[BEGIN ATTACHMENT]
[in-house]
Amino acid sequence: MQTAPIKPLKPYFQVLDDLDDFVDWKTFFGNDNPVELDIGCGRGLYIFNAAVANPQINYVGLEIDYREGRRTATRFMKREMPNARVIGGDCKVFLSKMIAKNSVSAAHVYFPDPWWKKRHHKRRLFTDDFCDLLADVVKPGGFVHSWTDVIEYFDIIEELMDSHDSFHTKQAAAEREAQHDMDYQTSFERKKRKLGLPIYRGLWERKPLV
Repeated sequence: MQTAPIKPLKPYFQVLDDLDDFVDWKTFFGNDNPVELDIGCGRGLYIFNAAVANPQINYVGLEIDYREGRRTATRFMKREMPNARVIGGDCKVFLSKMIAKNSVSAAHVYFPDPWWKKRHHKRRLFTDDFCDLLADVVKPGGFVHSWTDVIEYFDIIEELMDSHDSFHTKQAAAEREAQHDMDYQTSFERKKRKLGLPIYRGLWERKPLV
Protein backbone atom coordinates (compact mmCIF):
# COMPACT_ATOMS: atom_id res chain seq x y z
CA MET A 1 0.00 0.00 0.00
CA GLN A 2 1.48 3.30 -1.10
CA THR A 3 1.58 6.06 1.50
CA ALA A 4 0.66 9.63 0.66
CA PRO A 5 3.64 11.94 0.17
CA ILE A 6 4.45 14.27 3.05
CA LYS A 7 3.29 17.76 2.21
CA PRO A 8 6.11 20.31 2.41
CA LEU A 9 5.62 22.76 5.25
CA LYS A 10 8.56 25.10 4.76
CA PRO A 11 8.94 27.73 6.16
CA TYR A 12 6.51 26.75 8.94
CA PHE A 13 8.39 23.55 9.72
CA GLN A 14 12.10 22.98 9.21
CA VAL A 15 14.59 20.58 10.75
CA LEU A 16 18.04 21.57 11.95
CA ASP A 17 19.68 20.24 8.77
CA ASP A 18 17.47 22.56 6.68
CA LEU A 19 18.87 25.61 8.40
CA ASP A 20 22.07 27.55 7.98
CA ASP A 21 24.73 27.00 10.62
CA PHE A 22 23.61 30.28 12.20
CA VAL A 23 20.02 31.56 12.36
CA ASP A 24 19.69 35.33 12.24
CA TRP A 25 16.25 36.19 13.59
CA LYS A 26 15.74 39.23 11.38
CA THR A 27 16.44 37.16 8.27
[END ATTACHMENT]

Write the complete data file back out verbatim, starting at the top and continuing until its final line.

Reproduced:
[in-house]
Amino acid sequence: MQTAPIKPLKPYFQVLDDLDDFVDWKTFFGNDNPVELDIGCGRGLYIFNAAVANPQINYVGLEIDYREGRRTATRFMKREMPNARVIGGDCKVFLSKMIAKNSVSAAHVYFPDPWWKKRHHKRRLFTDDFCDLLADVVKPGGFVHSWTDVIEYFDIIEELMDSHDSFHTKQAAAEREAQHDMDYQTSFERKKRKLGLPIYRGLWERKPLV
Repeated sequence: MQTAPIKPLKPYFQVLDDLDDFVDWKTFFGNDNPVELDIGCGRGLYIFNAAVANPQINYVGLEIDYREGRRTATRFMKREMPNARVIGGDCKVFLSKMIAKNSVSAAHVYFPDPWWKKRHHKRRLFTDDFCDLLADVVKPGGFVHSWTDVIEYFDIIEELMDSHDSFHTKQAAAEREAQHDMDYQTSFERKKRKLGLPIYRGLWERKPLV
Protein backbone atom coordinates (compact mmCIF):
# COMPACT_ATOMS: atom_id res chain seq x y z
CA MET A 1 0.00 0.00 0.00
CA GLN A 2 1.48 3.30 -1.10
CA THR A 3 1.58 6.06 1.50
CA ALA A 4 0.66 9.63 0.66
CA PRO A 5 3.64 11.94 0.17
CA ILE A 6 4.45 14.27 3.05
CA LYS A 7 3.29 17.76 2.21
CA PRO A 8 6.11 20.31 2.41
CA LEU A 9 5.62 22.76 5.25
CA LYS A 10 8.56 25.10 4.76
CA PRO A 11 8.94 27.73 6.16
CA TYR A 12 6.51 26.75 8.94
CA PHE A 13 8.39 23.55 9.72
CA GLN A 14 12.10 22.98 9.21
CA VAL A 15 14.59 20.58 10.75
CA LEU A 16 18.04 21.57 11.95
CA ASP A 17 19.68 20.24 8.77
CA ASP A 18 17.47 22.56 6.68
CA LEU A 19 18.87 25.61 8.40
CA ASP A 20 22.07 27.55 7.98
CA ASP A 21 24.73 27.00 10.62
CA PHE A 22 23.61 30.28 12.20
CA VAL A 23 20.02 31.56 12.36
CA ASP A 24 19.69 35.33 12.24
CA TRP A 25 16.25 36.19 13.59
CA LYS A 26 15.74 39.23 11.38
CA THR A 27 16.44 37.16 8.27